The Digivisio 2030 project has examined ways to support the study ability of different types of learners on the path of continuous and flexible learning. As a partial implementation work, the experts of higher education institutions have produced a report that presents methods for supporting study ability. The report examines different learning environments from the digital world environment to face-to-face teaching. The preliminary study was prepared by Ville Nevalainen from Tampere University of Applied Sciences and Leena Penttinen from the University of Jyväskylä.
The preliminary study’s report recommends measures to higher education institutions and highlights good practices. It also presents what kind of cooperation related to study ability is already being carried out in different networks. The report also provides proposals for developing staff competence. The study ability model on the FSHS website provides a good starting point for reflecting on study ability and for training staff. The model can also be utilised in the development of education and strategic management of higher education institutions.
What are higher education institutions already doing to support study ability?
The preliminary study revealed that higher education institutions are already taking various measures to support study ability: career guidance has been developed, peer support is available, returning to studies is supported by guidance and various tips have been compiled for learners to support their study skills. Higher education institutions have also prepared their own accessibility plans in 2022. So far, there have been few projects focusing on learning analytics, and the practices piloted in them have often remained specific to the higher education institution.
The report recommends higher education institutions to organise diverse peer support activities for learners, develop Personal Study Plan guidance and structure study skills support practices to the study path continuum. Involving students and staff in the planning of learning environments is important. Staff competence in several areas related to study ability—such as career guidance tools—should be increased as well.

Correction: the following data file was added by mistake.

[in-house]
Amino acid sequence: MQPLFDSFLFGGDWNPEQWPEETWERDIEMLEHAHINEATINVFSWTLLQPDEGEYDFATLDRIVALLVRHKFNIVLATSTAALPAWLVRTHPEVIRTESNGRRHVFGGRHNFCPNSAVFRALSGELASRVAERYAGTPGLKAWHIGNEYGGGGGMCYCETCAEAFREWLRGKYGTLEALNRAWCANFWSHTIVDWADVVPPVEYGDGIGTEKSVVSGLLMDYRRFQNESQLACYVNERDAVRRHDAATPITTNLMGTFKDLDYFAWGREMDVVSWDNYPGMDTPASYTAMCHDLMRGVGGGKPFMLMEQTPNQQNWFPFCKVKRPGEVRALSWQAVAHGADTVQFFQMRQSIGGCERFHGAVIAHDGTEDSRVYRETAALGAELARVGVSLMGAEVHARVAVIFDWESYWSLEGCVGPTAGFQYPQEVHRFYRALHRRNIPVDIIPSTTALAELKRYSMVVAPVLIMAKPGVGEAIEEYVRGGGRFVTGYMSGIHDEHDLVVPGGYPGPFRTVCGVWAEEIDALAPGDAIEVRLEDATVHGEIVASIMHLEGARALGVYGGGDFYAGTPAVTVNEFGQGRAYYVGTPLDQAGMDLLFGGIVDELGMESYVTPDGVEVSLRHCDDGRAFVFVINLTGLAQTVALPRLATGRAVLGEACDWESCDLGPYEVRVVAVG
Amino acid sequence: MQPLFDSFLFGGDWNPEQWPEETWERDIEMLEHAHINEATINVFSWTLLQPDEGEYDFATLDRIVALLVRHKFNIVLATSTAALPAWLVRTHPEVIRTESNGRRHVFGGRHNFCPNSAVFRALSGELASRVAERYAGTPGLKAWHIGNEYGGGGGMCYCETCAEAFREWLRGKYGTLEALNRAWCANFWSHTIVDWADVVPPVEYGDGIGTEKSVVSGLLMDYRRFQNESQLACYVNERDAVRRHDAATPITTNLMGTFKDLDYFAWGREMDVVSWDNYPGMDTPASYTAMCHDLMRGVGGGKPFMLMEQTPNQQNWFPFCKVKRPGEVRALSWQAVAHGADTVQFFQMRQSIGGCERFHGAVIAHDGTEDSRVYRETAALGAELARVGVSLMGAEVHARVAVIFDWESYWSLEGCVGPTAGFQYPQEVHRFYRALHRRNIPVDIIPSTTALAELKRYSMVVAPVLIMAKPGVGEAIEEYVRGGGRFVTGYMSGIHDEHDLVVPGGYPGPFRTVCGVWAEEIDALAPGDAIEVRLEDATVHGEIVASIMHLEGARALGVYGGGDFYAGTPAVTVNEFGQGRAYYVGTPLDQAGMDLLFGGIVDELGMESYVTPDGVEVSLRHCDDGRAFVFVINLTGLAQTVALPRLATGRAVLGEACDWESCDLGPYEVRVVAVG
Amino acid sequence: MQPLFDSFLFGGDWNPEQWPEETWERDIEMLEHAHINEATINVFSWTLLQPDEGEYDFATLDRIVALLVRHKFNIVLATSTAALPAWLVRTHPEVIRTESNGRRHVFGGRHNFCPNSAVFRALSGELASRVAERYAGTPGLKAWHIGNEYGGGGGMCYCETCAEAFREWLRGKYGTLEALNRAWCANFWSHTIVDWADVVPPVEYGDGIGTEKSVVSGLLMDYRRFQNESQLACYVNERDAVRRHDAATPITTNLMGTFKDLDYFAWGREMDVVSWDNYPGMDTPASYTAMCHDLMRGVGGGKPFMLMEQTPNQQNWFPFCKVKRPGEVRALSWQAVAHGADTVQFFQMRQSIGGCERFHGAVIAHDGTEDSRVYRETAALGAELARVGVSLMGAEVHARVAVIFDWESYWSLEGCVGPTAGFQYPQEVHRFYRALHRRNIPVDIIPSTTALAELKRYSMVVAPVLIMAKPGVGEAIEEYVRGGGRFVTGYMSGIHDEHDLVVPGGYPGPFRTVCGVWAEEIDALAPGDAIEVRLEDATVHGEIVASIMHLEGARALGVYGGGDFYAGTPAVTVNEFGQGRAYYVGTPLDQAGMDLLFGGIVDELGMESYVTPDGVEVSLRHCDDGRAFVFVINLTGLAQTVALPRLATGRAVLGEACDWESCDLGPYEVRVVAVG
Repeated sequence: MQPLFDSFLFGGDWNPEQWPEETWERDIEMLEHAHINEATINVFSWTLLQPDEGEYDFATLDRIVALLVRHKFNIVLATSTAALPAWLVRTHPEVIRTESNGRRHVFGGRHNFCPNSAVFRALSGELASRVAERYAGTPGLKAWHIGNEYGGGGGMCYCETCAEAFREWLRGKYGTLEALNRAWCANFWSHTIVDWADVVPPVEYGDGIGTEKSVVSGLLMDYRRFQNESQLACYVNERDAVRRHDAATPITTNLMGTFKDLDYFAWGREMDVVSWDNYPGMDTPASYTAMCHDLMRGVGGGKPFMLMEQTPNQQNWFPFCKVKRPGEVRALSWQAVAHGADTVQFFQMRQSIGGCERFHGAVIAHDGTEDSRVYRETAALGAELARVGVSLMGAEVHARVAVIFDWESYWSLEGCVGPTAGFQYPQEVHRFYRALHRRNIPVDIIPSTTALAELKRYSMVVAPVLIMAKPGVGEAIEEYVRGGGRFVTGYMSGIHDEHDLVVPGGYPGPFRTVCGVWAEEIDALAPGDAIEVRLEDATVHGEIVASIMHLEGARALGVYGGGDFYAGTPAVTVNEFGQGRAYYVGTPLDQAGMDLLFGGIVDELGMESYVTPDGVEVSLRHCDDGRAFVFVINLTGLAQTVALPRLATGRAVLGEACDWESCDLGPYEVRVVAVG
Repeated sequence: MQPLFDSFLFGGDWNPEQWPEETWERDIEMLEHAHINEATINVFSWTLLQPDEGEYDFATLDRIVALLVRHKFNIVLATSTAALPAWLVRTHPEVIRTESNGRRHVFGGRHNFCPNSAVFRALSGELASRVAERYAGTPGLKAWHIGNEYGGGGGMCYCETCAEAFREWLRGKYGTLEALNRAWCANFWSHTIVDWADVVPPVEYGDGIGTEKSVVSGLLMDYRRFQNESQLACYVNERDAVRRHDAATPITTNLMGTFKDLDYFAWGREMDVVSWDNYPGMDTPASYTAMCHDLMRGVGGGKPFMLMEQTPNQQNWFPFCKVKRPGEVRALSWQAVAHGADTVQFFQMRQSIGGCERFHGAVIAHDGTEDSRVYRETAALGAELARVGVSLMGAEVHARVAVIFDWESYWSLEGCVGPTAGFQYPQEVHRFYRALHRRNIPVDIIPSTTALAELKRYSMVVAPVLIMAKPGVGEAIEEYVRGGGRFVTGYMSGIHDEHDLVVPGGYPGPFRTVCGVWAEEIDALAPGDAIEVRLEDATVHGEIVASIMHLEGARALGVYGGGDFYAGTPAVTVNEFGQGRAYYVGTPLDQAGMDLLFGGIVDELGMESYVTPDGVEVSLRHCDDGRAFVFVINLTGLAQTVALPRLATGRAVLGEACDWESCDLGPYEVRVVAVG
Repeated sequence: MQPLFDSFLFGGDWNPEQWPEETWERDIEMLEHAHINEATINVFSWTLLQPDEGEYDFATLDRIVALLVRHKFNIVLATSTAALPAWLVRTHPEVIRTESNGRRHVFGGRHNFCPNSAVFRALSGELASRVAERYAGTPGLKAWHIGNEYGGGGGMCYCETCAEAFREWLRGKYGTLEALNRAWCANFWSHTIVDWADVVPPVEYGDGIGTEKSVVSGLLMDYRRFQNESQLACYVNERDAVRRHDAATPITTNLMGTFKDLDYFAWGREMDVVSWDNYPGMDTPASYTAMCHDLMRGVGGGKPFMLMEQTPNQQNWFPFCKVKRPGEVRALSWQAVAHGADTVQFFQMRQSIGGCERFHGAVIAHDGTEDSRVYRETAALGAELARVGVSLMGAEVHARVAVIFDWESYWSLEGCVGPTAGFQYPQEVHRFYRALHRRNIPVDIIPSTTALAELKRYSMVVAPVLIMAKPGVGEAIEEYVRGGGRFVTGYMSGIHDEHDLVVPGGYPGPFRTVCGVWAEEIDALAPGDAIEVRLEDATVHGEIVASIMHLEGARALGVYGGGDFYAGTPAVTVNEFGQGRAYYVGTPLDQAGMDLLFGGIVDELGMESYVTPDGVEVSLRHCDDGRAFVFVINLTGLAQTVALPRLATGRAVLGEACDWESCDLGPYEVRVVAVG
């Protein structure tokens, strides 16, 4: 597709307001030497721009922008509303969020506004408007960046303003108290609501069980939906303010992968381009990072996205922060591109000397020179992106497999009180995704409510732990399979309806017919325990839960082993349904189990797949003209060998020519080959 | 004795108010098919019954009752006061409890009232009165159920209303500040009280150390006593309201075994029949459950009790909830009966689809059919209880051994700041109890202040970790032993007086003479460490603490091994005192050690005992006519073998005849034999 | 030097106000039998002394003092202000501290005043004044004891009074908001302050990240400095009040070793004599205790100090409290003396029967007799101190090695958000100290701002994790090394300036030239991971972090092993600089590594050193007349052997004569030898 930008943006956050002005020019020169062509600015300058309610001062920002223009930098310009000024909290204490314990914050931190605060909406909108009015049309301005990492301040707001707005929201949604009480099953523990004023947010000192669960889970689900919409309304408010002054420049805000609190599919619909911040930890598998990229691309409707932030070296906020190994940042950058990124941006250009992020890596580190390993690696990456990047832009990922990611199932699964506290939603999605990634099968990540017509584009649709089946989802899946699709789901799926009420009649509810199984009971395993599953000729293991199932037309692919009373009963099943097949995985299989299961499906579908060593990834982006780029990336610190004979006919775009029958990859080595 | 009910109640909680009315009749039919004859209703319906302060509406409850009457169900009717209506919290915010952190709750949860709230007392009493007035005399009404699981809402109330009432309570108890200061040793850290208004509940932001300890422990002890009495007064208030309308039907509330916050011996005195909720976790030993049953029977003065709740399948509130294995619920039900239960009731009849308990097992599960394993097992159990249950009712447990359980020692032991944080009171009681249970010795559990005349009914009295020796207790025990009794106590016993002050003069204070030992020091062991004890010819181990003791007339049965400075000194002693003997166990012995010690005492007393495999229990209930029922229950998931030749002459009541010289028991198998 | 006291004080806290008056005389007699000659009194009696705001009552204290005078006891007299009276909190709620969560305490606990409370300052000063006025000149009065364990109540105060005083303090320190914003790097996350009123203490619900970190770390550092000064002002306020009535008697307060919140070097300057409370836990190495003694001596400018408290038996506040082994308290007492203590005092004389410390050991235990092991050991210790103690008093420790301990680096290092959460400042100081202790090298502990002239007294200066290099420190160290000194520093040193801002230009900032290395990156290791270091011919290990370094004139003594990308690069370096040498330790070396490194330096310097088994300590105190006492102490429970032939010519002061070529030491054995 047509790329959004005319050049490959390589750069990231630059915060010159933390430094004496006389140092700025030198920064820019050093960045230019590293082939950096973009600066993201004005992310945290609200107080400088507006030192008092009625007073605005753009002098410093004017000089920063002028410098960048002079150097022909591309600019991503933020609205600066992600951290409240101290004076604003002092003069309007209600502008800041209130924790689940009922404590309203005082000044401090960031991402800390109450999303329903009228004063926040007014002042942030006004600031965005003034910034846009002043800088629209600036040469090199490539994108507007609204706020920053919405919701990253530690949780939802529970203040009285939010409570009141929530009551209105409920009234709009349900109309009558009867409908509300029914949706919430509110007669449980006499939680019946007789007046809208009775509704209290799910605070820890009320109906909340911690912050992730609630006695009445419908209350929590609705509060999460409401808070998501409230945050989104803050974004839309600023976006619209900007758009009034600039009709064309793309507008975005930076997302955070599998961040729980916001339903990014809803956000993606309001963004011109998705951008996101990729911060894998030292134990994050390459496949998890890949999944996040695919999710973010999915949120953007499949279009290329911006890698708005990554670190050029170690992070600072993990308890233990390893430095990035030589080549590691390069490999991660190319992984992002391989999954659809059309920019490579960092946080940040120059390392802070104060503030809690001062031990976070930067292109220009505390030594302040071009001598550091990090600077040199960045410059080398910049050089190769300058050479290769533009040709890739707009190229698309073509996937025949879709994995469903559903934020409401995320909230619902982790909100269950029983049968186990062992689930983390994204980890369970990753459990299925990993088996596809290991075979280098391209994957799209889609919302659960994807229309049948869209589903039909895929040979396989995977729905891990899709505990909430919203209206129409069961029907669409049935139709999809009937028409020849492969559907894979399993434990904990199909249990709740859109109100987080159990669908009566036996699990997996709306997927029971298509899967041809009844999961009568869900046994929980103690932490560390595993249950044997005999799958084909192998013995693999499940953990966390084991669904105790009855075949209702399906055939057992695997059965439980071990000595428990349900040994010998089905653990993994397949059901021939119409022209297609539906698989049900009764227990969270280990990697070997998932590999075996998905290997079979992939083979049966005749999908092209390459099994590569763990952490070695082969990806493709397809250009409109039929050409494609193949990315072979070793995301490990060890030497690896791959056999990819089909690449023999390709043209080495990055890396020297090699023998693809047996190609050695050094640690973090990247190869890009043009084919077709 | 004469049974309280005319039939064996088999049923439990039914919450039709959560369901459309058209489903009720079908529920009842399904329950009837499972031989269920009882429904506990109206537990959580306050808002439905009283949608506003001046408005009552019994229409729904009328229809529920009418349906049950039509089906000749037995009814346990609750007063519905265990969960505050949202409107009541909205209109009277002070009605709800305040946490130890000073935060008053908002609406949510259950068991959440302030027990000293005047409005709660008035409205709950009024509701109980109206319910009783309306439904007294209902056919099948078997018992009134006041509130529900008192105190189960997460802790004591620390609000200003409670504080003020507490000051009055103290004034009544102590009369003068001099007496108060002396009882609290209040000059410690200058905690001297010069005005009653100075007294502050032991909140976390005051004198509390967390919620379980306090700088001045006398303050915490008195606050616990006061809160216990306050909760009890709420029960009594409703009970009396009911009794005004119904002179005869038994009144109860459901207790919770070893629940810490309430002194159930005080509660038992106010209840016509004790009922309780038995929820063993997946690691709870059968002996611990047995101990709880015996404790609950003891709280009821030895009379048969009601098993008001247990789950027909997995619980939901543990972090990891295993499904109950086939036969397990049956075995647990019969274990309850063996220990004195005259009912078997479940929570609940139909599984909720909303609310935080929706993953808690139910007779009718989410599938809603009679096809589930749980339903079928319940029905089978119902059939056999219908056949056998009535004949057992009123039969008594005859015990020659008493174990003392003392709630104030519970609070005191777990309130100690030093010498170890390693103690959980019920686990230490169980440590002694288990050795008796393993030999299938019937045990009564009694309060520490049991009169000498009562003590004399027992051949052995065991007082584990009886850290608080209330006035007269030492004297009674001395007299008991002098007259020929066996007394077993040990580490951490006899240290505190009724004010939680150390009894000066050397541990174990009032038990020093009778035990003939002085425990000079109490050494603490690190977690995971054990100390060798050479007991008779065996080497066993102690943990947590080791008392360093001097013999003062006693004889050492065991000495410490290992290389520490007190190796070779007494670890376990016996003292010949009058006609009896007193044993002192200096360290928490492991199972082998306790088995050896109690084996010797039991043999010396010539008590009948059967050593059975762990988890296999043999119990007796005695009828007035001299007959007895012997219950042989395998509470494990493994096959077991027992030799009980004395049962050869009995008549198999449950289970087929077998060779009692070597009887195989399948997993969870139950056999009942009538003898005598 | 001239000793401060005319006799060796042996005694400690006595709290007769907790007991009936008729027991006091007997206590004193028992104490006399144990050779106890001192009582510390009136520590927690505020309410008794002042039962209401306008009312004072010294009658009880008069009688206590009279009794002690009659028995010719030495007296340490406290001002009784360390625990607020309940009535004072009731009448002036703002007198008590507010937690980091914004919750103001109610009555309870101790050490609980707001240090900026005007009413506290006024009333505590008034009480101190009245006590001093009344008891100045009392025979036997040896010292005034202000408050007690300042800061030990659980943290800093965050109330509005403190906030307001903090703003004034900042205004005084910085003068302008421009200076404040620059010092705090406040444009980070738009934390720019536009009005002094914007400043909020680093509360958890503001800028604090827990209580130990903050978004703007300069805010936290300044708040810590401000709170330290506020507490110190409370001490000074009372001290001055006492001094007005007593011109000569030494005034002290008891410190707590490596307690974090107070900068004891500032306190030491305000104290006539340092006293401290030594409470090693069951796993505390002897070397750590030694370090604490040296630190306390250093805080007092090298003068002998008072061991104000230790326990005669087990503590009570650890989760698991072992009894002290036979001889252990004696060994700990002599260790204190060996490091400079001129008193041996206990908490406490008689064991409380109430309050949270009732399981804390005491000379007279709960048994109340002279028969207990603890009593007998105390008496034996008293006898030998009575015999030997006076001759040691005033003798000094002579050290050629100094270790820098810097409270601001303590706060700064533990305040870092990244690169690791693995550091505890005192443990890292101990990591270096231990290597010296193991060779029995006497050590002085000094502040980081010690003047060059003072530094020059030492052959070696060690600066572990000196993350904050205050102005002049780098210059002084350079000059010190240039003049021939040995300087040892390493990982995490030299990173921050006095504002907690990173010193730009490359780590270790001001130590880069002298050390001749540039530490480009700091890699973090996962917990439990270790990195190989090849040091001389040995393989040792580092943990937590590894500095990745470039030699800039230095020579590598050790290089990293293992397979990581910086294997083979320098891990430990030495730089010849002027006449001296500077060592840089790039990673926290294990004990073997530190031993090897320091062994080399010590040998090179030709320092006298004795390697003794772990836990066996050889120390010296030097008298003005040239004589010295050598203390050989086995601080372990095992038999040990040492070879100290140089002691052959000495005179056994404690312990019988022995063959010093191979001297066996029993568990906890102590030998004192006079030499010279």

The preliminary study also highlighted that the Digivisio 2030 project could play a role in, for example, tailoring the study ability model in the context of continuous learning, building a modular Personal Study Plan tool and developing digital platforms for student encounters. Digivisio could also help in identifying the opportunities provided by artificial intelligence and learning analytics in supporting study ability. In promoting accessibility, cooperating by sharing good practices is important for higher education institutions.
Networks and research-based development work play a key role
In summary, the preliminary study’s report recommends taking lifelong guidance into account comprehensively in the Digivisio 2030 project. For example, when developing the continuous and flexible learning tray, it is a good idea to consider the principles presented in the national strategy for lifelong guidance. Digivisio can participate in the dismantling of inequalities by critically examining the ethical nature of digital solutions and how they affect the promotion of educational equality, non-discrimination and accessibility.
It is also important to consider the long-term, research-based development work carried out so far when designing e-learning training for staff. Development work has been carried out both in individual higher education institutions and nationally. E-learning training increases the quality of teaching and guidance only if the staff’s competence is built on a sustainable, research-based foundation.
The national Digivisio 2030 project aims to examine different possibilities for supporting study ability in a digital environment. E-learning experts work in close multiprofessional cooperation at different stages of digital service planning. At the core of the Digivisio project, study ability is examined especially from the perspective of the continuous learner. Key themes as the project progresses will include promoting accessibility and supporting study skills. Study ability support will also be promoted in the work of the guidance theme group.
Tuula Heide-Savolainen, Programme Manager, E-learning, tuula.heide-savolainen(at)csc.fi
Read the report’s summary: